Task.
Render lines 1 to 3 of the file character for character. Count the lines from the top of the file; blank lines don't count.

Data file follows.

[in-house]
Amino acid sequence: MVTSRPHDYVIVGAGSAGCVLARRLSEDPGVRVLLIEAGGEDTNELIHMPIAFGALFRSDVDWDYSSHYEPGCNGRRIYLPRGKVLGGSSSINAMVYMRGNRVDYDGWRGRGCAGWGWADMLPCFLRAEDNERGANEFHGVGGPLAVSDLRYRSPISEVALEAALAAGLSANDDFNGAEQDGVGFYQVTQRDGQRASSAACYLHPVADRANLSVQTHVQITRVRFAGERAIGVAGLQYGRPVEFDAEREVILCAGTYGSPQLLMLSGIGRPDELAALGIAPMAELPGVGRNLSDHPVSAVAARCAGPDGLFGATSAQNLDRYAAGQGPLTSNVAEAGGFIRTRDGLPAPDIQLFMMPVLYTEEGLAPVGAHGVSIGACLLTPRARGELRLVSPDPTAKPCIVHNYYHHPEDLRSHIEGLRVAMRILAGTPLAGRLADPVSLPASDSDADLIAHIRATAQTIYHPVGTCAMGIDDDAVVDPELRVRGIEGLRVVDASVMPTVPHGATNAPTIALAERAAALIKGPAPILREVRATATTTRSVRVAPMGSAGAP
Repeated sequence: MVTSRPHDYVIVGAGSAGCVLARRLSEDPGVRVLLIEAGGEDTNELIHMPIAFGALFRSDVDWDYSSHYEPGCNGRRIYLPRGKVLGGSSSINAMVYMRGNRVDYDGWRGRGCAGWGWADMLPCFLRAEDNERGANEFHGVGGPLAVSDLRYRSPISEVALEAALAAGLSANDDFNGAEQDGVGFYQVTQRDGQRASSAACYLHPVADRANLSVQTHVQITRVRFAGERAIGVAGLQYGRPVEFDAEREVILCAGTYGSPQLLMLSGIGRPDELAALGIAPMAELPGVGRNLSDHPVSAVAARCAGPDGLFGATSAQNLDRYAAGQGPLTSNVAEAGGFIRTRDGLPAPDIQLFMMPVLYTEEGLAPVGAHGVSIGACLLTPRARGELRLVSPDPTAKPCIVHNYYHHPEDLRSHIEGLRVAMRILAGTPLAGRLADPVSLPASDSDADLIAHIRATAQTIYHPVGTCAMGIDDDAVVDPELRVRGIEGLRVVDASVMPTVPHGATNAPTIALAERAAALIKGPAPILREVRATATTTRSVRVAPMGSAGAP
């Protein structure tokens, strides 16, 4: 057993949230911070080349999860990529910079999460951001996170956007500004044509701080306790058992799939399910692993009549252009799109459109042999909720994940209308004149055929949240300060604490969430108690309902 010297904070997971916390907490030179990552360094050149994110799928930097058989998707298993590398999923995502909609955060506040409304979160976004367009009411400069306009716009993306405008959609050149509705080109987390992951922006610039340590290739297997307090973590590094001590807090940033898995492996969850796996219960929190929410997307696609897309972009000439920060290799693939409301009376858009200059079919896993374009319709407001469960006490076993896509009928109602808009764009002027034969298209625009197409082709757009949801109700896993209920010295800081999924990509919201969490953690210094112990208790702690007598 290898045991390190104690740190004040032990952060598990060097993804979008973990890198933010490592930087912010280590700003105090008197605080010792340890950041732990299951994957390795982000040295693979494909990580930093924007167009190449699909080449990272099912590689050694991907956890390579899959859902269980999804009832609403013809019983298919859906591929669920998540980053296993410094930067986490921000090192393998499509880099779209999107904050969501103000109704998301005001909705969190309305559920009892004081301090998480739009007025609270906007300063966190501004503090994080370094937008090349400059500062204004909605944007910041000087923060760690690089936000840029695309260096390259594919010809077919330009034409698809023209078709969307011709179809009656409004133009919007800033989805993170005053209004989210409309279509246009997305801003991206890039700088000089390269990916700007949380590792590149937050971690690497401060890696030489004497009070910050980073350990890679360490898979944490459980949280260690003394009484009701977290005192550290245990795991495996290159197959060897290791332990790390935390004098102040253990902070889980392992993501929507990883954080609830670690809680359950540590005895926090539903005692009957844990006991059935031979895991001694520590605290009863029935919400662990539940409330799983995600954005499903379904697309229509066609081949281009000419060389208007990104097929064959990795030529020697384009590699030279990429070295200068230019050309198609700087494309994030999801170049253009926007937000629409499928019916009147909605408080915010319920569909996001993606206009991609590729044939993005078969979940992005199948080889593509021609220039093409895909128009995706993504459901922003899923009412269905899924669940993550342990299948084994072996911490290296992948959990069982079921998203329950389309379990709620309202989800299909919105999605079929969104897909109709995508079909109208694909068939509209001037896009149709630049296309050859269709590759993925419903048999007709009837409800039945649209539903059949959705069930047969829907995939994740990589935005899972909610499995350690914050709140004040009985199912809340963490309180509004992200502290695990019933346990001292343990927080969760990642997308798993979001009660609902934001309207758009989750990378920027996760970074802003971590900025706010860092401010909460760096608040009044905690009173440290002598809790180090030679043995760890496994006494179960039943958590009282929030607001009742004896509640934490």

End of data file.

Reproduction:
[in-house]
Amino acid sequence: MVTSRPHDYVIVGAGSAGCVLARRLSEDPGVRVLLIEAGGEDTNELIHMPIAFGALFRSDVDWDYSSHYEPGCNGRRIYLPRGKVLGGSSSINAMVYMRGNRVDYDGWRGRGCAGWGWADMLPCFLRAEDNERGANEFHGVGGPLAVSDLRYRSPISEVALEAALAAGLSANDDFNGAEQDGVGFYQVTQRDGQRASSAACYLHPVADRANLSVQTHVQITRVRFAGERAIGVAGLQYGRPVEFDAEREVILCAGTYGSPQLLMLSGIGRPDELAALGIAPMAELPGVGRNLSDHPVSAVAARCAGPDGLFGATSAQNLDRYAAGQGPLTSNVAEAGGFIRTRDGLPAPDIQLFMMPVLYTEEGLAPVGAHGVSIGACLLTPRARGELRLVSPDPTAKPCIVHNYYHHPEDLRSHIEGLRVAMRILAGTPLAGRLADPVSLPASDSDADLIAHIRATAQTIYHPVGTCAMGIDDDAVVDPELRVRGIEGLRVVDASVMPTVPHGATNAPTIALAERAAALIKGPAPILREVRATATTTRSVRVAPMGSAGAP
Repeated sequence: MVTSRPHDYVIVGAGSAGCVLARRLSEDPGVRVLLIEAGGEDTNELIHMPIAFGALFRSDVDWDYSSHYEPGCNGRRIYLPRGKVLGGSSSINAMVYMRGNRVDYDGWRGRGCAGWGWADMLPCFLRAEDNERGANEFHGVGGPLAVSDLRYRSPISEVALEAALAAGLSANDDFNGAEQDGVGFYQVTQRDGQRASSAACYLHPVADRANLSVQTHVQITRVRFAGERAIGVAGLQYGRPVEFDAEREVILCAGTYGSPQLLMLSGIGRPDELAALGIAPMAELPGVGRNLSDHPVSAVAARCAGPDGLFGATSAQNLDRYAAGQGPLTSNVAEAGGFIRTRDGLPAPDIQLFMMPVLYTEEGLAPVGAHGVSIGACLLTPRARGELRLVSPDPTAKPCIVHNYYHHPEDLRSHIEGLRVAMRILAGTPLAGRLADPVSLPASDSDADLIAHIRATAQTIYHPVGTCAMGIDDDAVVDPELRVRGIEGLRVVDASVMPTVPHGATNAPTIALAERAAALIKGPAPILREVRATATTTRSVRVAPMGSAGAP